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Hard to Say I’m Sorry

Will Belgium’s apology over the 1961 assassination of Patrice Lumumba trigger a re-evaluation of colonialism?

February 26, 2002

Will Belgium's apology over the 1961 assassination of Patrice Lumumba trigger a re-evaluation of colonialism?

It was a solemn affair. Belgium’s foreign minister Louis Michel apologized on behalf of his country to François Lumumba, the son of the Congo’s first Prime Minister. Forty years ago, Belgium’s intelligence forces and the CIA contrived the murder of that nation’s only elected leader in the post-colonial period.

Apparently, they feared that Lumumba leaned too far to the left. At the height of the Cold War era, in a country with vast natural resources, that was reason enough to end his life.

The apology is a step in the right direction. Yet, it is curious that Belgium can express regret for a 40-year-old crime, but still cannot apologize for more distant misdeeds involving many more murders.

Enter King Leopold II (1835 – 1909), who managed to get the Berlin Conference 1884 to entrust him with Congo’s government. Under the pretence of bringing education, Christianity and general improvement, he ran Congo literally as “Leopold, Inc.”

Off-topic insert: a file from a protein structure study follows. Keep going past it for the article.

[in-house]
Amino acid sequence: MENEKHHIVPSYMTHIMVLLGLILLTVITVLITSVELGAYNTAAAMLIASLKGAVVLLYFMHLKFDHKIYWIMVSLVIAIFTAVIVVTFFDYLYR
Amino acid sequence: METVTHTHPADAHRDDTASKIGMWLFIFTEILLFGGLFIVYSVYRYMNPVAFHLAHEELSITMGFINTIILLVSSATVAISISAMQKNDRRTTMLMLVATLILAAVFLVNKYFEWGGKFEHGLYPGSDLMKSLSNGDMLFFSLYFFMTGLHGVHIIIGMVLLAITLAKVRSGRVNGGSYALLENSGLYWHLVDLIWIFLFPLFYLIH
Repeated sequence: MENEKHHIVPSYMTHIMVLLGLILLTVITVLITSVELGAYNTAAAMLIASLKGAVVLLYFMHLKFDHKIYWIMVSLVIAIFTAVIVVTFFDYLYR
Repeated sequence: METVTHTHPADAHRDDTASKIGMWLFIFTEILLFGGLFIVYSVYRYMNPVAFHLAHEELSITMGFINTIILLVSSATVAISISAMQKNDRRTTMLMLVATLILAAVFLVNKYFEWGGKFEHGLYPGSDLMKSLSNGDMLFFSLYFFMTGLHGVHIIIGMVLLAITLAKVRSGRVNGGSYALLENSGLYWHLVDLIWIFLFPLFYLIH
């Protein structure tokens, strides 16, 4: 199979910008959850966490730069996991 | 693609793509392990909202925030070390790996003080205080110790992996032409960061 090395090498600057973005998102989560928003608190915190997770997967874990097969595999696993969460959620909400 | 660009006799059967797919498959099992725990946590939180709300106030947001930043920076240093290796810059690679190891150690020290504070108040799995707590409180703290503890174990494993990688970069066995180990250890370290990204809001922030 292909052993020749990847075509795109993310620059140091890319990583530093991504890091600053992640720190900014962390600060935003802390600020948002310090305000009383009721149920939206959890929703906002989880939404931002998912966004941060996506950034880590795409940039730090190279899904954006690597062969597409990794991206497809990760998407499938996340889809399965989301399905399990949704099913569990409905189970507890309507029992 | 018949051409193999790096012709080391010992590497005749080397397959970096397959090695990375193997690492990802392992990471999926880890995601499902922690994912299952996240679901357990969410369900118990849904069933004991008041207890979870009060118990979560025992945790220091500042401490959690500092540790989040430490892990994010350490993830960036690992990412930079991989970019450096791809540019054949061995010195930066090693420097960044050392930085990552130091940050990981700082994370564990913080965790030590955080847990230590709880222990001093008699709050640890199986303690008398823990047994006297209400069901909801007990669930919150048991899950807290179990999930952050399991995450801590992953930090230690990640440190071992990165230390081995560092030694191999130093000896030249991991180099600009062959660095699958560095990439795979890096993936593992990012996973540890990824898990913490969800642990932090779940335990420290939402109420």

As King Leopold and his agents drained the country economically, as many as 10 million Congolese perished. When the scale of Leopold’s looting became finally apparent, international pressure forced him to hand over the Congo to the Belgian government.

It was a startling gesture when other European colonial powers were not squeamish about mistreating the ‘natives.’

Not that Belgium is alone in being ‘apology impaired.’ Hardly any former colonial power lacks skeletons in its closet.

In 1998, former German President Roman Herzog rejected suggestions for reparations to paid to Namibia for his country’s slaughter of the Herero people between 1904 and 1907.

Great Britain’s Queen Elizabeth II did not apologize to India for the 1919 Amritsar massacre. It also did not help when her husband Prince Philip questioned the number of victims engraved in a plaque near the massacre site on their visit marking the 50th anniversary of India’s independence in 1997.

The list is long: Dutch treatment of the Indonesian people, Spain’s record in Latin America, France in Indo-China and so forth.

Against this background, it would be nice to think of Belgium’s apology as a start. If it triggers a re-evaluation of colonial rule it might ultimately serve a higher purpose than righting a political murder after 40 years. It might constitute a general acceptance that it is wrong for one people to rule over another.